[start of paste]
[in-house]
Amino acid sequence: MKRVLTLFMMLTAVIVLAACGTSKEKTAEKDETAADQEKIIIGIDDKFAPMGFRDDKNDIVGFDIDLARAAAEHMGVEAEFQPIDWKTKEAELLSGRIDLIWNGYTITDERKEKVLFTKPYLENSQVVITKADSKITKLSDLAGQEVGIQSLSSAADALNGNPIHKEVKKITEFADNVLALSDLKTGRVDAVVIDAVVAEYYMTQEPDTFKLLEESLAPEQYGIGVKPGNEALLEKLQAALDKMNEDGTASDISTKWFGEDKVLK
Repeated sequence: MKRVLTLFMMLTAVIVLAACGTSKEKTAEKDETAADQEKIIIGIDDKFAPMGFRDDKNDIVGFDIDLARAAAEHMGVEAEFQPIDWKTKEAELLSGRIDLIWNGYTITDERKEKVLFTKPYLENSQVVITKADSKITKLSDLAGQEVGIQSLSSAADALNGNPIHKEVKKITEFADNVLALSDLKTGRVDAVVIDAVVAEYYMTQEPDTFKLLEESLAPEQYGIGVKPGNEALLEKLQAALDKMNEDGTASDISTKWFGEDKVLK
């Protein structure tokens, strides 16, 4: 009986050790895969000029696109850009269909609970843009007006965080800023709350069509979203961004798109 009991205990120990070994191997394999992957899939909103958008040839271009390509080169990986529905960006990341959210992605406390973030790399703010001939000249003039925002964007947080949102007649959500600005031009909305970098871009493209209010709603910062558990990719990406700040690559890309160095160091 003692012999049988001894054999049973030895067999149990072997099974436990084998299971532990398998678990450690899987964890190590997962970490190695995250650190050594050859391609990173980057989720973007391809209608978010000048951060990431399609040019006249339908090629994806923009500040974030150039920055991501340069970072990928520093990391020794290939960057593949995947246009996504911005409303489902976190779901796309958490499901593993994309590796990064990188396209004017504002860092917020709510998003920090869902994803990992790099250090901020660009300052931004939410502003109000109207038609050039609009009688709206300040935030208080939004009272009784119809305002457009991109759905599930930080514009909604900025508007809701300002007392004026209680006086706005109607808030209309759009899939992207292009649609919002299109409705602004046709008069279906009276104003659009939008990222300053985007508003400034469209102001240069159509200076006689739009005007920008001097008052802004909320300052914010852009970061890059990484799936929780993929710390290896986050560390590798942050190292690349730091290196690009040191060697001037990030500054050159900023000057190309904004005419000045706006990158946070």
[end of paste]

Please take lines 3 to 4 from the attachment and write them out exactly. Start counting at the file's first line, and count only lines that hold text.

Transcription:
Repeated sequence: MKRVLTLFMMLTAVIVLAACGTSKEKTAEKDETAADQEKIIIGIDDKFAPMGFRDDKNDIVGFDIDLARAAAEHMGVEAEFQPIDWKTKEAELLSGRIDLIWNGYTITDERKEKVLFTKPYLENSQVVITKADSKITKLSDLAGQEVGIQSLSSAADALNGNPIHKEVKKITEFADNVLALSDLKTGRVDAVVIDAVVAEYYMTQEPDTFKLLEESLAPEQYGIGVKPGNEALLEKLQAALDKMNEDGTASDISTKWFGEDKVLK
């Protein structure tokens, strides 16, 4: 009986050790895969000029696109850009269909609970843009007006965080800023709350069509979203961004798109 009991205990120990070994191997394999992957899939909103958008040839271009390509080169990986529905960006990341959210992605406390973030790399703010001939000249003039925002964007947080949102007649959500600005031009909305970098871009493209209010709603910062558990990719990406700040690559890309160095160091 003692012999049988001894054999049973030895067999149990072997099974436990084998299971532990398998678990450690899987964890190590997962970490190695995250650190050594050859391609990173980057989720973007391809209608978010000048951060990431399609040019006249339908090629994806923009500040974030150039920055991501340069970072990928520093990391020794290939960057593949995947246009996504911005409303489902976190779901796309958490499901593993994309590796990064990188396209004017504002860092917020709510998003920090869902994803990992790099250090901020660009300052931004939410502003109000109207038609050039609009009688709206300040935030208080939004009272009784119809305002457009991109759905599930930080514009909604900025508007809701300002007392004026209680006086706005109607808030209309759009899939992207292009649609919002299109409705602004046709008069279906009276104003659009939008990222300053985007508003400034469209102001240069159509200076006689739009005007920008001097008052802004909320300052914010852009970061890059990484799936929780993929710390290896986050560390590798942050190292690349730091290196690009040191060697001037990030500054050159900023000057190309904004005419000045706006990158946070």